Think about the last time you did something you loved; that once emerged in this particular task you lost all sense of time and space and just surrendered into it. 

If you cannot think of an example for yourself, think about your children or grand children. Have you ever noticed how young kids play. They are engrossed, engulfed and often completely enveloped in their make believe. They create elaborate stories to go along with their towers of lego or plates of toy food to support and enhance their creative process. Do you ever see children multi-tasking while playing? Absolutely not, for this would take away from the essence of their genius.

Whether it be children or adults we can tap into this state, what is now termed ‘flow’. Flow state, first coined by psychologist Csikszentmihalyi is defined as a “state of concentration or complete absorption with the activity at hand and the situation…a state where the individual is so involved in the activity at hand that nothing else seems to matter.” Those with an autotelic personality, that is, those that are driven by an internal reward system are more likely to be capable of finding ‘flow’. Those with an autotelic personality are more likely to display traits of curiosity, persistence and humility. 

Therefore, if we think of ‘flow’ as a contributor to happiness, we can say that those who are intrinsically motivated have a much higher likelihood of leading more fulfilled lives. A remarkable example of this is Colin O’Brady, world record holder, elite athlete and first individual to ever cross Antartica, unsupported and unaided in 54 days. Colin speaks about this very concept, flow, in his recent podcast with School of Greatness created Lewis Howes and how tapping into this state gave him peace and strength on his solo journey across the Antarctic (https://lewishowes.com/podcast/become-superhuman-with-your-potential-with-colin-obrady/). His remarkable Ted Talk entitled “Change your Mindset, Achieve Anything” can be viewed at his website, https://www.colinobrady.com/speaking.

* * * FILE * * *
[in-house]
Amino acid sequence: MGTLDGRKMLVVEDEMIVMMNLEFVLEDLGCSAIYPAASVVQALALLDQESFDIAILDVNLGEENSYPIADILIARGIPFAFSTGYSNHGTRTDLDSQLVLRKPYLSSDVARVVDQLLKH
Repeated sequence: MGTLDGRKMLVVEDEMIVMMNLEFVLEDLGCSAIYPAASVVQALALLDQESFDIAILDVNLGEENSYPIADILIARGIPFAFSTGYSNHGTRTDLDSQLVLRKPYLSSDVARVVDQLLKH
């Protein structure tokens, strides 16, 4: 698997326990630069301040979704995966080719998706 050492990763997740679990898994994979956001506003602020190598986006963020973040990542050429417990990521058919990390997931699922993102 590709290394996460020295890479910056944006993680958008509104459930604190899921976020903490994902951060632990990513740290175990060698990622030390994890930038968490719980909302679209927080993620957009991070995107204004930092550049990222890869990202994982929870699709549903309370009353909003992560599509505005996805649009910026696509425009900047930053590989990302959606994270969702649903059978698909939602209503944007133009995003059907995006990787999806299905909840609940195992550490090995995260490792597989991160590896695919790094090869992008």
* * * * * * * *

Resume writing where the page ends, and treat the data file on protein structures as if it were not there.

As mothers and parents, there are many things we can learn from our children, but one of the most important I feel is being in flow. To children, this state is simply instinctual; however as the years pass, this freedom and space has been replaced by worry, distractions and multi-tasking. 

Out of the seven elements of flow, one of them is that the task has a high level of perceived challenge and requires a high perceived skill. Although rolling play-dough or zooming around cars might not be rated high on the intellectual scale of activities, we cannot forget as parents the skill it requires engage in pure, uninterrupted play. It requires us to turn off the hundreds of tasks that keep popping up like whack-a-moles at a carnival and quiet them just long enough to fully be present with our children. 

Brene Brown (https://brenebrown.com) talks about the use of ‘permission slips’ as adults; that is, giving ourselves permission to do those things we have lost touch with. We must give ourselves to permission to not just provide all day but also to play because it is entering this state, even for just a few moments, that can generate the energy and bolster our hearts, as mothers, fathers and nurturers of all things. 

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